BY MAMANG DAI
What is the capital of Colombia?
After so many years these lines keep running through my head. It was a game that my friend Yamin Hazarika and I played when we were in school. We would be standing in line — either going into assembly or queuing up for lunch when Yamin would tilt her head and say, what’s the capital of Colombia? A flurry of questions- answers would fly back and forth — and what is the capital of Iceland? What is the capital of Albania?
I don’t know why but back then we were enamoured of such ‘GK’ quizzes, pen friends, and, I guess, in general, the geography of a world we had not yet seen. Those were days, in Pine Mount School, Shillong, Meghalaya. There was a bunch of us, an adventurous class of teenagers if ever there was one, and as I recall, Yamin was a bit of a dare devil too as we formed a secret society with a hideout dubbed the Falcon’s Nest that was aptly located on the ceiling above the dormitory. Study was the last thing on our minds, but then Yamin was a consistent scorer of good marks in all subjects, and a rarity for me, she scored in maths too.
Years later we met in New Delhi. After school our paths had taken different turns. I was living abroad then. From a distance I had heard I knew Yamin had cracked the civil services exam and distinguished herself by being the first woman from Assam to join the central police service, and journalist friends told me that she was in posted in Delhi. (Yamin Hazarika was a 1977 batch DANIPS (NCT of Delhi, Andaman & Nicobar Islands, Lakshadweep, Daman & Diu and Dadra & Nagar Haveli Police Service) officer. They had met her when media had poured into Delhi following the assassination of Mrs. Indira Gandhi in 1984. It is only now, looking back, that I can begin to imagine what pressures Yamin might have faced then as a young Assistant Commissioner of Police in charge of three high profile police stations during that dark period of the anti-Sikh riots that rocked the national capital.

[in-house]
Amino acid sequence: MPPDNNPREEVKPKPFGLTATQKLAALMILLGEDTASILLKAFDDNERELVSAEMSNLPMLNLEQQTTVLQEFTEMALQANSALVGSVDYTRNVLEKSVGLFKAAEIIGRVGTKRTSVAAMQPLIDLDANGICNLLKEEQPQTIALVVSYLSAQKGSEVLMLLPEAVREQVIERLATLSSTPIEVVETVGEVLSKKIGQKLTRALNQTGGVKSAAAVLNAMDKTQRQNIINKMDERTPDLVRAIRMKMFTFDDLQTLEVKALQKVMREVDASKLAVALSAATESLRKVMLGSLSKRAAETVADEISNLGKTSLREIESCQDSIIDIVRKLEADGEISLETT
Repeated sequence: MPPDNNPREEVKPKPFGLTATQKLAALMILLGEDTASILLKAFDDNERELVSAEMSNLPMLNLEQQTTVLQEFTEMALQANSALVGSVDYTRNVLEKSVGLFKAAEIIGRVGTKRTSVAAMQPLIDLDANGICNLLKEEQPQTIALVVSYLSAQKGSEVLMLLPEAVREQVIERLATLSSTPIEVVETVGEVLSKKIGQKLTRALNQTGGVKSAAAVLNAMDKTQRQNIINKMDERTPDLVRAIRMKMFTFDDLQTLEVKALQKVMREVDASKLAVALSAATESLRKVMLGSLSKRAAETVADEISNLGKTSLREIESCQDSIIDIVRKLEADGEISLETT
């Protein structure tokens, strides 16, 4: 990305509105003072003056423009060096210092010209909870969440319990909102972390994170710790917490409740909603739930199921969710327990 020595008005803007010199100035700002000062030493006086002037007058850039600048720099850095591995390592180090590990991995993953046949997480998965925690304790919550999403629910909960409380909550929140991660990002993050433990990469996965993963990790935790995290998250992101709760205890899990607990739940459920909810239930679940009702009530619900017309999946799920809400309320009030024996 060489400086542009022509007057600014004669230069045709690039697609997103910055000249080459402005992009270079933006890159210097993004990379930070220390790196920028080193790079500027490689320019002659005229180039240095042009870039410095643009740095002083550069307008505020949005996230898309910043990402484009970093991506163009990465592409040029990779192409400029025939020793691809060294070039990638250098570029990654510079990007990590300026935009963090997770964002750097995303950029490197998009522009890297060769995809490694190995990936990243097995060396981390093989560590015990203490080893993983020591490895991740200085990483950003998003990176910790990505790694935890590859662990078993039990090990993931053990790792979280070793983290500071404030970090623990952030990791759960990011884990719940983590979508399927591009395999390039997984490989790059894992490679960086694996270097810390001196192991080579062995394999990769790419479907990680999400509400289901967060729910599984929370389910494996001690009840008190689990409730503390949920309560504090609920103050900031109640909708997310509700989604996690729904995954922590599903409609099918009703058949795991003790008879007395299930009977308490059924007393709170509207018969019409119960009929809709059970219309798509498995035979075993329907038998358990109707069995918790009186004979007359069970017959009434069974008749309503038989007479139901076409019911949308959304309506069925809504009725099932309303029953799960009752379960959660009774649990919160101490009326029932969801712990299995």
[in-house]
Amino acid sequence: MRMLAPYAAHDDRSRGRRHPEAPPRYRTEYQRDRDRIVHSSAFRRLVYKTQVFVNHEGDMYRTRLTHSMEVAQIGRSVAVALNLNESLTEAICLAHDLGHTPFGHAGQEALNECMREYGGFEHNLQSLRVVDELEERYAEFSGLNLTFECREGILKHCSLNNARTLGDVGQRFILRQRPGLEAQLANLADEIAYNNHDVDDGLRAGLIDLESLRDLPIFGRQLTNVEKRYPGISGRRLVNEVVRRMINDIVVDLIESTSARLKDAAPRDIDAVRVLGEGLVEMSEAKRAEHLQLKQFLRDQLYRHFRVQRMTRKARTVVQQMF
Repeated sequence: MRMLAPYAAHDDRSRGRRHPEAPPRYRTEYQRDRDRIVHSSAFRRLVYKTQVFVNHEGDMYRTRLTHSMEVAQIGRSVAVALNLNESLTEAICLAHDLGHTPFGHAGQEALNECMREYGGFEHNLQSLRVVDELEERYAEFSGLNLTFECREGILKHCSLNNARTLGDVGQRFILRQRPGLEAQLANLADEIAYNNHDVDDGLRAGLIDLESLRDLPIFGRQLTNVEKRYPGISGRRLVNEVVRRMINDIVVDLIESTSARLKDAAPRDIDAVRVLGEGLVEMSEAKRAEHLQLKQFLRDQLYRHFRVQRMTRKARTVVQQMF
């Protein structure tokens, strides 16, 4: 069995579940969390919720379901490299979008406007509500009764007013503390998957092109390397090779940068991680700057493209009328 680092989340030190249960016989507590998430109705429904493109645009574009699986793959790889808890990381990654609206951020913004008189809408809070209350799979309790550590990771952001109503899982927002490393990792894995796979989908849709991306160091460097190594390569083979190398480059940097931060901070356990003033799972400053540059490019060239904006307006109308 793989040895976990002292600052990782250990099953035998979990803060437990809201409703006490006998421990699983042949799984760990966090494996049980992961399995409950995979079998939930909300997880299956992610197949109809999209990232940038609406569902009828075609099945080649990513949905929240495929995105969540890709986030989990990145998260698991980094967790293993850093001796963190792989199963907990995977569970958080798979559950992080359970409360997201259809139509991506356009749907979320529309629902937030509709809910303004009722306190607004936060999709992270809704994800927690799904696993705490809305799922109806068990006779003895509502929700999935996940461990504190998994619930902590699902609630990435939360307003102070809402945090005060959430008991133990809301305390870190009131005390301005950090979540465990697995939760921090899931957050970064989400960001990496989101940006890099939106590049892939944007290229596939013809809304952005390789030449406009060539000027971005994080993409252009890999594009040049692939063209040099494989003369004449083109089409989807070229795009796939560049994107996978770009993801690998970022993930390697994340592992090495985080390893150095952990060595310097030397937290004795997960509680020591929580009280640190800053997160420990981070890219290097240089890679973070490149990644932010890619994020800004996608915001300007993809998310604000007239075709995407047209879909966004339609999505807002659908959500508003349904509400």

But when we met up again after almost two decades it was as if nothing about us had changed. Yamin was then Deputy Commissioner of police in charge of the Crimes against Women Cell. She was married and was the mother of a baby girl. ‘Her name is Huma,’ she told me, explaining a bit about the Persian word meaning a fabulous bird like the phoenix. We talked about our lives, remembering how we had started as school girls always thinking about ‘grub,’ and how our blazer pockets would be falling apart being the stash away for bhujjia, tamarind seeds and whatever food crumbs we could lay our hands on. At that time she was also planning to travel to Europe, ‘sort of back-pack across and also go to Rome,’ she said. “I want to throw a coin in the fountain.”
That was Yamin—- ever independent, eager to find out things, to know more. The intervening years seemed to have taken nothing away. It is strange now to think how long ago all this that I am writing about took place. In the early eighties when Yamin was the ACP for the Chanakyapuri police sub division Delhi was quite a different sort of place. Of course the world around us was changing. The north east and our homelands were coming into focus, but even so, north, south, east, north-east regional differences did not figure so much in our minds. There was a job to be done, a whole new world to connect to, and this was what mattered most. I can say Yamin accomplished all of these things in her own feisty manner without fanfare. The IT revolution was yet to arrive and there was no great hype about movers and shakers and women of substance. Even back home in Assam and other parts of the North east I think few registered the brave daughter the region was sending out to the world.
I met Yamin again in Itanagar when she was back from her posting in Bosnia as part of the UN peacekeeping force. We did not ask about capital cities anymore, but the next day Yamin was travelling to the Upper Subansiri area—ever on the move, I had thought then. That was the last time I saw Yamin. Today if merit and achievement is being acclaimed I think Yamin stands out as a first amongst iconic stars, just as she was in the way I remember her in school for her brilliance, beauty and charisma.
A writer, journalist and former civil servant based in Itanagar, Mamang Dai has written extensively about the culture and history of Arunachal Pradesh. She is a member of the North East Writer’s Forum, and has to her credit a number of published short stories and poems. Her previous books include The Legends of Pensam, Mountain Harvest—The Food of Arunachal; River Poems; and two children’s books, Once Upon a Moontime and The Sky Queen.